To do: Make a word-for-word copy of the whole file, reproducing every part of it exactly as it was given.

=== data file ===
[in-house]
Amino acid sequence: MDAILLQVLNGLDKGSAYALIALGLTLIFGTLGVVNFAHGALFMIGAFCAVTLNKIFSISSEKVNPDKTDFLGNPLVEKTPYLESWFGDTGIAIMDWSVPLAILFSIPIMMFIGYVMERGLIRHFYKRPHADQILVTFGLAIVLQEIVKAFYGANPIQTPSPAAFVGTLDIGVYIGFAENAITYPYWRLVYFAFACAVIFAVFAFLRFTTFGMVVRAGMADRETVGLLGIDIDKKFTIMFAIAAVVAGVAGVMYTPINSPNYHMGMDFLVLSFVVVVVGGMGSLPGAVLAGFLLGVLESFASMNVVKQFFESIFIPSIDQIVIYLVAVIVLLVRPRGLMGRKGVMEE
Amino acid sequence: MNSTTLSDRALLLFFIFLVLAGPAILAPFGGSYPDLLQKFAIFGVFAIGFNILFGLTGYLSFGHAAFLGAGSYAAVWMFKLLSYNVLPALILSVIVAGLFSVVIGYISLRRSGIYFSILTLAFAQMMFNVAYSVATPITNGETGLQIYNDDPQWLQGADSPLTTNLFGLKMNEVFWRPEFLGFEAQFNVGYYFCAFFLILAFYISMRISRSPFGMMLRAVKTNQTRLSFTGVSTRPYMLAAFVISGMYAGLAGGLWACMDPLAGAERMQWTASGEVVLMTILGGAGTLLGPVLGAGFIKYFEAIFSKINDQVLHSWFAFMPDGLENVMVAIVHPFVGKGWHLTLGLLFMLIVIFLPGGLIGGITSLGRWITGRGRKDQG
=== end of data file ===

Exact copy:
[in-house]
Amino acid sequence: MDAILLQVLNGLDKGSAYALIALGLTLIFGTLGVVNFAHGALFMIGAFCAVTLNKIFSISSEKVNPDKTDFLGNPLVEKTPYLESWFGDTGIAIMDWSVPLAILFSIPIMMFIGYVMERGLIRHFYKRPHADQILVTFGLAIVLQEIVKAFYGANPIQTPSPAAFVGTLDIGVYIGFAENAITYPYWRLVYFAFACAVIFAVFAFLRFTTFGMVVRAGMADRETVGLLGIDIDKKFTIMFAIAAVVAGVAGVMYTPINSPNYHMGMDFLVLSFVVVVVGGMGSLPGAVLAGFLLGVLESFASMNVVKQFFESIFIPSIDQIVIYLVAVIVLLVRPRGLMGRKGVMEE
Amino acid sequence: MNSTTLSDRALLLFFIFLVLAGPAILAPFGGSYPDLLQKFAIFGVFAIGFNILFGLTGYLSFGHAAFLGAGSYAAVWMFKLLSYNVLPALILSVIVAGLFSVVIGYISLRRSGIYFSILTLAFAQMMFNVAYSVATPITNGETGLQIYNDDPQWLQGADSPLTTNLFGLKMNEVFWRPEFLGFEAQFNVGYYFCAFFLILAFYISMRISRSPFGMMLRAVKTNQTRLSFTGVSTRPYMLAAFVISGMYAGLAGGLWACMDPLAGAERMQWTASGEVVLMTILGGAGTLLGPVLGAGFIKYFEAIFSKINDQVLHSWFAFMPDGLENVMVAIVHPFVGKGWHLTLGLLFMLIVIFLPGGLIGGITSLGRWITGRGRKDQG